Without having to defer to the vote of fans, who do not participate in selecting pitchers, the players rounded out the pitching staff with Toronto ace Roy Halladay, making his sixth All-Star appearance, Detroit's Justin Verlander, making his second, and closers Jonathan Papelbon of the Red Sox and Joe Nathan of the Twins -- the fourth bid for each.

The players selected another Justin -- Minnesota first baseman Morneau -- and outfielders Carl Crawford of the Rays and Torii Hunter of the Angels.

Maddon added another member of the Red Sox, first baseman Kevin Youkilis, who had lost a nip-and-tuck race to Teixeira in the fans' vote for the starting lineup.

"To go there with five of your teammates is a definite positive," Papelbon said. "You feel like you're going to the All-Star Game at full force. I feel like we deserve that."

The manager's picks for the mound included Buehrle and Angels closer Brian Fuentes.

Fuentes, who leads the Major League with 24 saves, and Hunter, a choice of the players, are the only representatives of the Angels.

The Rangers, battling the Angels for first place in the AL West, also have two All-Stars. Outfielder Josh Hamilton was voted to his second straight start, and the players awarded Michael Young his sixth consecutive All-Star berth.

Previously chosen at shortstop, Young this time made it at third base after briefly balking at the position switch when it was first proposed during the offseason.

"That means a lot," Young said of his latest All-Star honor. "Going back to the winter there was tons of uncertainty about how it would all play out. Once again it's an honor to be the players' selection. It's the ultimate honor. At the end of my career, I'm not going to look back at how many All-Star Games I went to but how I got there."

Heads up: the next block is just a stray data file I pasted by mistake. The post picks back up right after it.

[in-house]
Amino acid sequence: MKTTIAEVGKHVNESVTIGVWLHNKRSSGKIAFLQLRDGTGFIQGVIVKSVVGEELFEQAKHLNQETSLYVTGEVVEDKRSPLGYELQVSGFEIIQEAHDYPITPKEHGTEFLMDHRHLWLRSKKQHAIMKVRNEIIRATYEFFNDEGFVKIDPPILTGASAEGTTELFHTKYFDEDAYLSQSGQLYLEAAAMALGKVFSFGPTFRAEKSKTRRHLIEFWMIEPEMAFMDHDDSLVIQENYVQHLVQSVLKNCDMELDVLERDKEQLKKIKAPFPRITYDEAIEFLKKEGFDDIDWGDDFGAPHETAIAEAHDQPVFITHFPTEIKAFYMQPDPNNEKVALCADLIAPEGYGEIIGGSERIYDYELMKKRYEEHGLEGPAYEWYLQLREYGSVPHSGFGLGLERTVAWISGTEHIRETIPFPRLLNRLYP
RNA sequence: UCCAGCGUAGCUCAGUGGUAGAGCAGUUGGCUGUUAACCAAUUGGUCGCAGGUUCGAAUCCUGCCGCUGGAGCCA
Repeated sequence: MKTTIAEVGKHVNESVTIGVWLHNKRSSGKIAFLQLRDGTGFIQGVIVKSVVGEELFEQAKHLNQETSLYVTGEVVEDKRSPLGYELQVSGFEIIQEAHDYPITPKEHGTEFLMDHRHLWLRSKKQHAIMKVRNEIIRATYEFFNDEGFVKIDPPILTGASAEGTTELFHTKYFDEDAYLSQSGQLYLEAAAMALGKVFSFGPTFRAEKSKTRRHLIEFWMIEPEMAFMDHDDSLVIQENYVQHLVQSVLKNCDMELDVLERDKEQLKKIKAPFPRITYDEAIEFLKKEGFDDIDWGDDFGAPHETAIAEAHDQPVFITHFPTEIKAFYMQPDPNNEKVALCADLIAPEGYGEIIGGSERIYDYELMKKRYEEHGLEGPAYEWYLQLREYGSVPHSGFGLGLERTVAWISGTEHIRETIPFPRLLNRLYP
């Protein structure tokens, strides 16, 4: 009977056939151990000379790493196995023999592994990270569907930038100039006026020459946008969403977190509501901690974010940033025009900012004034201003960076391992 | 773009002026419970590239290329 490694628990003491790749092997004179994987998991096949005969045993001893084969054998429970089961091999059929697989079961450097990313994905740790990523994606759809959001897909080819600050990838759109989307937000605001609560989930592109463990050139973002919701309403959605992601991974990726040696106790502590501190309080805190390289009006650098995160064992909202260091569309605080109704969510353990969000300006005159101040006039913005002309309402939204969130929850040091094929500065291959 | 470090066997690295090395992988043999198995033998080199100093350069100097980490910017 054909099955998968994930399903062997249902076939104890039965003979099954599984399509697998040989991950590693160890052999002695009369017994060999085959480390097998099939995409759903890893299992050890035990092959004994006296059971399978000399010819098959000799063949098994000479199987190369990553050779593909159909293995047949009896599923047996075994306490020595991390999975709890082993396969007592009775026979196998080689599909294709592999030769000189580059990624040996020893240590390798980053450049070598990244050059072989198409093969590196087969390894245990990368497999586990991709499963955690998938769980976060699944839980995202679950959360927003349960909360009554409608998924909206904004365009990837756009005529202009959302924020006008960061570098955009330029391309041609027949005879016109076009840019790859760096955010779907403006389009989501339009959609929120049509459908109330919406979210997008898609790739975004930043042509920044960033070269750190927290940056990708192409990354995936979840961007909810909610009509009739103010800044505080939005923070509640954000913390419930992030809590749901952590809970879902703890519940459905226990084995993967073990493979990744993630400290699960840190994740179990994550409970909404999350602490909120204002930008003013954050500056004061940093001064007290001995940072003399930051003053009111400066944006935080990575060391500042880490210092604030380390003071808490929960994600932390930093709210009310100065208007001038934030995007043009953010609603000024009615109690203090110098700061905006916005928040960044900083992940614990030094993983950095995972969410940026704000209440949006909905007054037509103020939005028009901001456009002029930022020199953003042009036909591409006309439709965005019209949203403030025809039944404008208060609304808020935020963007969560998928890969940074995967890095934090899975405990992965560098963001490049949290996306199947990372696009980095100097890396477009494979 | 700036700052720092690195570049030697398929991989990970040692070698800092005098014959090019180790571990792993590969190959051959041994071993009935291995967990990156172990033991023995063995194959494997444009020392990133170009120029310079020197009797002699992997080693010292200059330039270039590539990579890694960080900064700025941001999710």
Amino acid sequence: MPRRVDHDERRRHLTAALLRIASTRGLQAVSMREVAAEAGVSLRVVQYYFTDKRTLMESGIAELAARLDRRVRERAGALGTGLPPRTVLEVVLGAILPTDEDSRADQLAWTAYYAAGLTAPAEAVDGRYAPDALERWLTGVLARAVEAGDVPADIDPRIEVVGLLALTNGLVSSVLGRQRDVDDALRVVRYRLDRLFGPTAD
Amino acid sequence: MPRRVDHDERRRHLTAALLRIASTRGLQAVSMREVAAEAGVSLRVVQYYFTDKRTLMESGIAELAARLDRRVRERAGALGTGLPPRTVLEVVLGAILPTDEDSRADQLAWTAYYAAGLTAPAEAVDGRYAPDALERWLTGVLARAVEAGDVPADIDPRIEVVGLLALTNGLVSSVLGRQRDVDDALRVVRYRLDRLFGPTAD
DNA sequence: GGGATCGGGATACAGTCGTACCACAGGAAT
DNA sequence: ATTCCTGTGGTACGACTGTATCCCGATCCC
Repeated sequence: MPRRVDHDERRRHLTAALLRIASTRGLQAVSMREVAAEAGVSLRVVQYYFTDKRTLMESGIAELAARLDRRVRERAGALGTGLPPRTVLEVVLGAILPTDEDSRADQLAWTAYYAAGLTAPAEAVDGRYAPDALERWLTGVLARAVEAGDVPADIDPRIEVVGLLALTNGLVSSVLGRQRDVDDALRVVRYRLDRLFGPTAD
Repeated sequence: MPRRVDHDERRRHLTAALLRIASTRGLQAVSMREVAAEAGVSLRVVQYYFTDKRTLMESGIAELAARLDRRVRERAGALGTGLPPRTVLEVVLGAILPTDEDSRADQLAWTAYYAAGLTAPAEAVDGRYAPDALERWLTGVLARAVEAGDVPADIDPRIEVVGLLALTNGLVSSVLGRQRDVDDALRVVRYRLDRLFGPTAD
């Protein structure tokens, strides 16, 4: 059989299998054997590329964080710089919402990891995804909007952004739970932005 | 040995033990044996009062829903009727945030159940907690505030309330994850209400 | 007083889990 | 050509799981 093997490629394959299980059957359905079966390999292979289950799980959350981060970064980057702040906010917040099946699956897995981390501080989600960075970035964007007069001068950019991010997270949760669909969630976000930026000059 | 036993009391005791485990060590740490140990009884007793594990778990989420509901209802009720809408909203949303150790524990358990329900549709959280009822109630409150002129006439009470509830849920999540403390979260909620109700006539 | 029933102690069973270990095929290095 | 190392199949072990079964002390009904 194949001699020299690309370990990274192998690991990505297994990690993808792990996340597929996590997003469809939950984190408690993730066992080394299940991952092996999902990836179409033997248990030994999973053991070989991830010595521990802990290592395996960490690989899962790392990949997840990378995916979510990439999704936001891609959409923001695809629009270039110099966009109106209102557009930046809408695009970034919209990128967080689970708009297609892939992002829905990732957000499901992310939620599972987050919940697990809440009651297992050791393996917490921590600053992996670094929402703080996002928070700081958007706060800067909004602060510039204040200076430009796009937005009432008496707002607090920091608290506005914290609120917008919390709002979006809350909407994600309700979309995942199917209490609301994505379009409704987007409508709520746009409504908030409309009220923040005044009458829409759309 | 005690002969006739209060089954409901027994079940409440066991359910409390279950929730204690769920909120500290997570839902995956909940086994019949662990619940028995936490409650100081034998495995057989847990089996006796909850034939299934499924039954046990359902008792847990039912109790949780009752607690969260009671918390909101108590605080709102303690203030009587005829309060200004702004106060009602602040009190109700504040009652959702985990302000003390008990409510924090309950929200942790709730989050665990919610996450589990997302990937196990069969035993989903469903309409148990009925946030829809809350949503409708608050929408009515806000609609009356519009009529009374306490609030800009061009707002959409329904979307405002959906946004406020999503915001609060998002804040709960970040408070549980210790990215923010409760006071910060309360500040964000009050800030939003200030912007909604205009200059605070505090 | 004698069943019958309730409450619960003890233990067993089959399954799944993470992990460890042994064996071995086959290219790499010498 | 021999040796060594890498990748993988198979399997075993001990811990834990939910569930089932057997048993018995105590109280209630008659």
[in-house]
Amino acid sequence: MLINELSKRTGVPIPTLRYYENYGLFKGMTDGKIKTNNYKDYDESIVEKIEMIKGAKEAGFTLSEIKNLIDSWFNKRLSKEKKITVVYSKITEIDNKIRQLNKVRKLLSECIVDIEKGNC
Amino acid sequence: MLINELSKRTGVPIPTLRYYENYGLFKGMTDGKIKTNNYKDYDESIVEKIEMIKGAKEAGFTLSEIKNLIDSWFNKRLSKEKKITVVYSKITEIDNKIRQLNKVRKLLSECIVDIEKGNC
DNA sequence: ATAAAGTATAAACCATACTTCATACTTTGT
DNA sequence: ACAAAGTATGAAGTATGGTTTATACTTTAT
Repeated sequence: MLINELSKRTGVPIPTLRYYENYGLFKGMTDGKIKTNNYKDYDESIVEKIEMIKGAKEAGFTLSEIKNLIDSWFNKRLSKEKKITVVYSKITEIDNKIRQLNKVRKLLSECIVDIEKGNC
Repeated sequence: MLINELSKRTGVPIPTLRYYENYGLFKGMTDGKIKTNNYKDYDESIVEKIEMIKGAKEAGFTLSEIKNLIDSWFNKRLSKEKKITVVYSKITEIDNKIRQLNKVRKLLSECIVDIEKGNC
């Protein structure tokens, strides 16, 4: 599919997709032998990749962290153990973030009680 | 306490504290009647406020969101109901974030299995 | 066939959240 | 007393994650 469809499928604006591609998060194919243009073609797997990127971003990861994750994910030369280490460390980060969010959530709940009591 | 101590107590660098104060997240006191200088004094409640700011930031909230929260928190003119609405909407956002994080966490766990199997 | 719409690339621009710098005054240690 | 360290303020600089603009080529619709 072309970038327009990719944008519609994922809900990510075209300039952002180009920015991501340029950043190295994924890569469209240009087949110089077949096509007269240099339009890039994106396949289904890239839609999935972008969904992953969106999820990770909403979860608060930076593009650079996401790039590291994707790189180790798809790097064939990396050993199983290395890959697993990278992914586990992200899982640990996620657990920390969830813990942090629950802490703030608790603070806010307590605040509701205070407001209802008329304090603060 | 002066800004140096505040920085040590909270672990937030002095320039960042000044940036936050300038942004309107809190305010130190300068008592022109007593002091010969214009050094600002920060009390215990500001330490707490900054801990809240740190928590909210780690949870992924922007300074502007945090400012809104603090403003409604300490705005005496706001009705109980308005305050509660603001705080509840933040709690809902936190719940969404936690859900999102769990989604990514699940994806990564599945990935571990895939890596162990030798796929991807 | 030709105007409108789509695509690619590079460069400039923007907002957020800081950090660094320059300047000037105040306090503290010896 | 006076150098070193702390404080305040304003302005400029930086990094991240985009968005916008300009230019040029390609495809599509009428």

Hunter had rallied in the fan balloting, losing out on the final starting spot to Hamilton by merely 48,000 votes.

"I don't feel I personally deserve to go," said Hamilton, limited by an abdominal injury to 35 games and six homers and 24 RBIs -- fractions of his 21-95 first-half numbers of a year ago, "but at the same time the fans voted me in so I'm more than happy about that. It's a real honor for me to go for a second time around."

The 80th Major League Baseball All-Star Game will be televised nationally by FOX, in Canada by Rogers Sportsnet and Sportsnet HD and televised around the world by Major League Baseball International, with pregame ceremonies beginning at 8 p.m. ET.

ESPN Radio will provide exclusive national radio coverage, while MLB.com will provide extensive online coverage. XM will provide satellite radio play-by-play coverage of the XM All-Star Futures Game.

Mauer's second straight All-Star start could turn into a personal showcase for the young (26) two-time batting champ who took a .390 average into Sunday's game against the Tigers.

With Martinez the only other catcher on his bench, Maddon may have to keep him in reserve and keep Mauer in the game. Having Martinez in the lineup would leave the AL without a catcher for an emergency.

The AL quintet of 2009 Final Vote candidates does include one occasional catcher -- Detroit third baseman Brandon Inge, who has caught in roughly a third of his 1,071 career games.

Mauer's game-starting batterymate could be Halladay, a hidden baseball treasure who has had a checkered history in his past five All-Star selections.

Twice, Halladay had to bow out due to injury. He worked in relief in the other three games, allowing seven hits and four runs in four innings. A start would be nice recognition for the 2003 AL Cy Young Award winner, who has already reached double figures in wins for the fifth straight season, and for the seventh time in the past eight years.

"If it did come up to start, it'd be a tremendous honor," said Halladay, who appears to be on a pitching schedule that would enable him to go on July 14 on regular rest. "It plays out into a regular five-day thing, which makes pitching less of a concern than in the past."

Longoria's start punctuates his meteoric rise in the baseball universe. A year ago, he wasn't even on the All-Star ballot, but did get to Yankee Stadium as the fans' AL winner of the Final Vote.

Now, he gave Jeter a good fight for the distinction of being the league's overall leading vote-getter.

"The All-Star Game is an amazing feeling," Longoria said. "It's obviously the best of the best in your business."

Tom Singer is a reporter for MLB.com. This story was not subject to the approval of Major League Baseball or its clubs.

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{"content":["all-star_game" ] }